What is the burden of proof in a civil case?

Burden of Proof written on a chalkboard

In a recent blog, we talked about the burden of proof in a criminal case or proving guilty beyond a reasonable doubt. In civil cases, such as when someone sues someone else, the burden is lower.

Unlike in criminal cases, where the government alleges that someone (a defendant) committed a crime, civil cases allow a person or entity to bring a lawsuit against another person or entity. The person starting the lawsuit is referred to as the plaintiff, while the person being sued is called the defendant. Typically, when a plaintiff sues a defendant, the plaintiff is alleging that the defendant did something unlawful, whether it was acting negligently, breaching a contract, or violating a person’s constitutional rights.

Since the plaintiff is the one who begins the lawsuit, the plaintiff has the burden of proof, which means that the plaintiff is responsible for convincing a jury that the defendant did something wrong. However, whereas the burden is very high in a criminal case, in civil cases, the burden is much lower. To win a civil case, a plaintiff must convince the jury by “a preponderance of the evidence.” Simply said, a plaintiff must prove that there is a greater likelihood than not that the defendant did something wrong.

Here's a good way to think about it. Everyone knows about the scales of justice. At rest, the scales are balanced, and no side is heavier than the other. In civil cases, all it takes is the weight of a feather to establish a preponderance of the evidence. The weight of the feather tilts the scales ever so slightly, and that slight tip means that the plaintiff wins. This is quite a bit different than in criminal cases, because in criminal cases, the government must exclude every reasonable doubt in order to win.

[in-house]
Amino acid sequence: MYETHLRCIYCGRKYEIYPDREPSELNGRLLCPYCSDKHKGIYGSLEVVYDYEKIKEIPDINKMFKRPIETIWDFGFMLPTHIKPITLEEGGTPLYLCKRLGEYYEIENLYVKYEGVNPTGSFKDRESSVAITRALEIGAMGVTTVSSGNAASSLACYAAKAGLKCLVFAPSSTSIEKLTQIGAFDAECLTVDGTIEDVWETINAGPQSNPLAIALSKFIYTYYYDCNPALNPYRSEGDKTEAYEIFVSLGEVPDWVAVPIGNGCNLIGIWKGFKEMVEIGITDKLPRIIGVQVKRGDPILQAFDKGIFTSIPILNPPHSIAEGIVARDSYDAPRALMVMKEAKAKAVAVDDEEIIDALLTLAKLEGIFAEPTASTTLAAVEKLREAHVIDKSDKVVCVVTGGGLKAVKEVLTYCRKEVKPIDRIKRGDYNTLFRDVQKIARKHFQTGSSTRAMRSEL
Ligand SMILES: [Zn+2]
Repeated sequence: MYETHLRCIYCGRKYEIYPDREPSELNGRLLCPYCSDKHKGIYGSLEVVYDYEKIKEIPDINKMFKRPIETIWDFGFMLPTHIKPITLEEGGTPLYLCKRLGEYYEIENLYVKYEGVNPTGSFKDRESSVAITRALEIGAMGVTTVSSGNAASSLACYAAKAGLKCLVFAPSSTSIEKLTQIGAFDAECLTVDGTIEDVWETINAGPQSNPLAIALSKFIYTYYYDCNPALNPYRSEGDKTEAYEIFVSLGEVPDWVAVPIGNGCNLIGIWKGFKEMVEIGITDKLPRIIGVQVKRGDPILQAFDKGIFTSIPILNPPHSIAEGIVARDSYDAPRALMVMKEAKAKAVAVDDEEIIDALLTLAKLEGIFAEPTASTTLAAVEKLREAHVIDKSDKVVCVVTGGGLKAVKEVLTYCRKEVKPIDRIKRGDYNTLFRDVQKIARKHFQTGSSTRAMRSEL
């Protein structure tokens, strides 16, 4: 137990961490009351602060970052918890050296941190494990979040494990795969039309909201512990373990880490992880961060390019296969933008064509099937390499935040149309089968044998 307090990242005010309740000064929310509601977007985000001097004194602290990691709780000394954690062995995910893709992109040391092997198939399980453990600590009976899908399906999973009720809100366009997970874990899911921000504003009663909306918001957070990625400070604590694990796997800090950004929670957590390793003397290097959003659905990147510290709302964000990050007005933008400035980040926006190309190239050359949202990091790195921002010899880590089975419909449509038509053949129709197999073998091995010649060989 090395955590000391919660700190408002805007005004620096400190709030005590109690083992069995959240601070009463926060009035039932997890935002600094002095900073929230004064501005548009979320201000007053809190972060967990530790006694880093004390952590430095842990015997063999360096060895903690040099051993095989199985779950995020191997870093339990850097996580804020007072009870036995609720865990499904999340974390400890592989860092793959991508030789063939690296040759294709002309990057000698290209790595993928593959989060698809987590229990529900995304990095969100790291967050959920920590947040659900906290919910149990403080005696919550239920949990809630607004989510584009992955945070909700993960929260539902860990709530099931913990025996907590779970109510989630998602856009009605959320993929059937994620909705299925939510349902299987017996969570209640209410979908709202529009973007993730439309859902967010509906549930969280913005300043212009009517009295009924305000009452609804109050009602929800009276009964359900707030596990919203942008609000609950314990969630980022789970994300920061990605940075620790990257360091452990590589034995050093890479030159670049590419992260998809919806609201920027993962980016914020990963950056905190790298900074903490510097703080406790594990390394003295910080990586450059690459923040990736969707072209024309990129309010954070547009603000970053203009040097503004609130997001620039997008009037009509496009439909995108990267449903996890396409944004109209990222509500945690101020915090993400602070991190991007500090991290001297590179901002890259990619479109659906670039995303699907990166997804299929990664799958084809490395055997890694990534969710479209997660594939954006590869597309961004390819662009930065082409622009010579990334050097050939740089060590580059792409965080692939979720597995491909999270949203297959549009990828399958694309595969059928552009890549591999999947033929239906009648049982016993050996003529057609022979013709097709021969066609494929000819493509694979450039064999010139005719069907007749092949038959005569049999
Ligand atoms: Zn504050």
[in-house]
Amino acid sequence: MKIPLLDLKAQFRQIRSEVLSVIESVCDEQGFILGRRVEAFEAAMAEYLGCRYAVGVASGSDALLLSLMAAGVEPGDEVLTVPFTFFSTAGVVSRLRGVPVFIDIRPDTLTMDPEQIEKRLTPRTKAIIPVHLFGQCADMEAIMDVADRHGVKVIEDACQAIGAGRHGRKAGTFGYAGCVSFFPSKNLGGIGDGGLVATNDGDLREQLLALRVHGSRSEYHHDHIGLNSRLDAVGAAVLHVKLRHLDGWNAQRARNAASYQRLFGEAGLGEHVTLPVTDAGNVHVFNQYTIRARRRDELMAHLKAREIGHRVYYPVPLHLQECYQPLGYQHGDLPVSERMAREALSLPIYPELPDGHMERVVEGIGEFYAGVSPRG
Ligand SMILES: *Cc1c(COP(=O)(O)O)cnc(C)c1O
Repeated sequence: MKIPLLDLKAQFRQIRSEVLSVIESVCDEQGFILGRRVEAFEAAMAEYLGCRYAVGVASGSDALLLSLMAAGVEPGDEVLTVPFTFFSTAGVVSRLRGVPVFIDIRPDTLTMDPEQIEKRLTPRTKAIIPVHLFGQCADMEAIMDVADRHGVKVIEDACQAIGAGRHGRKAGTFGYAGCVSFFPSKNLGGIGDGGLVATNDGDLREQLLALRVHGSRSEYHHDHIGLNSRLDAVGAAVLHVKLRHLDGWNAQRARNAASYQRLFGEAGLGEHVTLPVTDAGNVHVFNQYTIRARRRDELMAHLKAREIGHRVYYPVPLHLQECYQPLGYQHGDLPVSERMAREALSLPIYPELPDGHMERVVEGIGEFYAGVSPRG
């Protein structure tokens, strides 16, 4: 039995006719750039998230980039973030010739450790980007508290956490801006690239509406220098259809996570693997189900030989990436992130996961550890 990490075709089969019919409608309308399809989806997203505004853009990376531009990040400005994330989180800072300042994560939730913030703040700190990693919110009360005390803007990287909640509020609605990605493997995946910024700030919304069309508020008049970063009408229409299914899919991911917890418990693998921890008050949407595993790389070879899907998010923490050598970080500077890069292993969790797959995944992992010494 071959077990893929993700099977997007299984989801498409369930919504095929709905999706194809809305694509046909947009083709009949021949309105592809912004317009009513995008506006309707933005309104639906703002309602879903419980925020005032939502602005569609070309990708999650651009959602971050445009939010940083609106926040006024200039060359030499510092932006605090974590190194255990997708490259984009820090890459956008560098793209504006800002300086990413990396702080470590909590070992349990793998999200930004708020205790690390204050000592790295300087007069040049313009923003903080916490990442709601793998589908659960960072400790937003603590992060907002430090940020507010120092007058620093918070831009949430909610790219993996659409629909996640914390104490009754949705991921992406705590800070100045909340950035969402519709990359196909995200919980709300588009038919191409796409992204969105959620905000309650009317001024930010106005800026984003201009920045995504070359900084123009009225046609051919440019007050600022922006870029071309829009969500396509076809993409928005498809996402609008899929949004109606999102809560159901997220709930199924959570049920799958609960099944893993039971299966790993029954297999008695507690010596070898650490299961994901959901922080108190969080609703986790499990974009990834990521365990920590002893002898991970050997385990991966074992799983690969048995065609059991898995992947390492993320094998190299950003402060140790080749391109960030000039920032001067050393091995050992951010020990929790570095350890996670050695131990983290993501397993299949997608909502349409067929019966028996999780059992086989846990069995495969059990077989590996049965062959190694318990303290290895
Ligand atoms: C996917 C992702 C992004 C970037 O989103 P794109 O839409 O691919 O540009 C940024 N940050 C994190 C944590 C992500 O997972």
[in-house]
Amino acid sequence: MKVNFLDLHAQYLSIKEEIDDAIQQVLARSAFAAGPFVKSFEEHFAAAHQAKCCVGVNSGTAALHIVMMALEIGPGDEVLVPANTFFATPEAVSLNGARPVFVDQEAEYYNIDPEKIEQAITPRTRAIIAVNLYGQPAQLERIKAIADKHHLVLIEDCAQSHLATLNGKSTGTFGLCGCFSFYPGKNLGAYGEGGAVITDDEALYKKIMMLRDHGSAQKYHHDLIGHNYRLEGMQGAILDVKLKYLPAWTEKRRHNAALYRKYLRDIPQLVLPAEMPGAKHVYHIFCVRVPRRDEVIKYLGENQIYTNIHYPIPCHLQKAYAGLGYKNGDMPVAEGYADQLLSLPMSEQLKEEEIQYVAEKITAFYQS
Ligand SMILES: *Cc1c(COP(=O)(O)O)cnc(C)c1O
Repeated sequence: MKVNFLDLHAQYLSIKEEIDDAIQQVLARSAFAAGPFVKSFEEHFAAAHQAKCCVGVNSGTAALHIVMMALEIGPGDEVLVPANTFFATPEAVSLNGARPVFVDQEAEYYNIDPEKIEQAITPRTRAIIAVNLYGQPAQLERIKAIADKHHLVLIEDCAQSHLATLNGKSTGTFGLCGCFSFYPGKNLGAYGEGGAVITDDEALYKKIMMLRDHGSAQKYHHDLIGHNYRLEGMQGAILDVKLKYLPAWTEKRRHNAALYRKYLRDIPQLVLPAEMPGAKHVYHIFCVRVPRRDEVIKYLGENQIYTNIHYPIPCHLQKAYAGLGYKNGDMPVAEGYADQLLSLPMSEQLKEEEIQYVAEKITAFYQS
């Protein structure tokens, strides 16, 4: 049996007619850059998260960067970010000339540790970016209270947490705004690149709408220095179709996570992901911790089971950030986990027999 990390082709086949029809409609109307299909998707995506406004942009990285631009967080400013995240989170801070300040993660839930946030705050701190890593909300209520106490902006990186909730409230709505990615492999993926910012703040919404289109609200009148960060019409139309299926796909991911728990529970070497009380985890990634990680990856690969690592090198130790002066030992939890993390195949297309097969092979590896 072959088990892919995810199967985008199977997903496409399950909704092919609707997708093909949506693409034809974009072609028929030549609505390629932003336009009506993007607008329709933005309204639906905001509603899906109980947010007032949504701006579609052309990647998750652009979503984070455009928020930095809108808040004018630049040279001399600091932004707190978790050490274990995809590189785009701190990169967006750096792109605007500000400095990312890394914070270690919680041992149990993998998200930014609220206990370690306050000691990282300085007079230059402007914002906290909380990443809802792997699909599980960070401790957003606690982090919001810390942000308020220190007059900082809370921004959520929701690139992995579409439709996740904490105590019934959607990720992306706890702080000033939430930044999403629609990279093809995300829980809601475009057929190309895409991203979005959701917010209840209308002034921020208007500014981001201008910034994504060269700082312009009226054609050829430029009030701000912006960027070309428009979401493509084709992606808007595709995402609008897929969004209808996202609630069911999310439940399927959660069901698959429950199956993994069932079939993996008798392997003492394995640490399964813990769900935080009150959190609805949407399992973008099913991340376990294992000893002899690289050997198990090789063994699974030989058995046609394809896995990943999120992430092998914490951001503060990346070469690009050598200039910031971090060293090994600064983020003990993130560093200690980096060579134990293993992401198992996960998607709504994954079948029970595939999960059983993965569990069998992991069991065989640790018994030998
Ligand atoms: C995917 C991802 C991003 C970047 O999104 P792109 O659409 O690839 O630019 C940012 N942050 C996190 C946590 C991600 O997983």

Whether civil or criminal, it is always a good idea to get an attorney involved as soon as possible to review the facts and potential outcomes of your case. If you are the defendant in a criminal case, you will need an attorney who can review the details of the case to determine the prosecutor’s burden to prove you are guilty. On the other hand, if you are the plaintiff in a civil case, you will need an attorney to prove that the defendant did something wrong against you causing injury or damages. Our office handles both types of cases. Contact our office at (662) 545-4445 for a consultation where we will go over the facts of your case with you and discuss the processes that you can expect for either civil or criminal cases.

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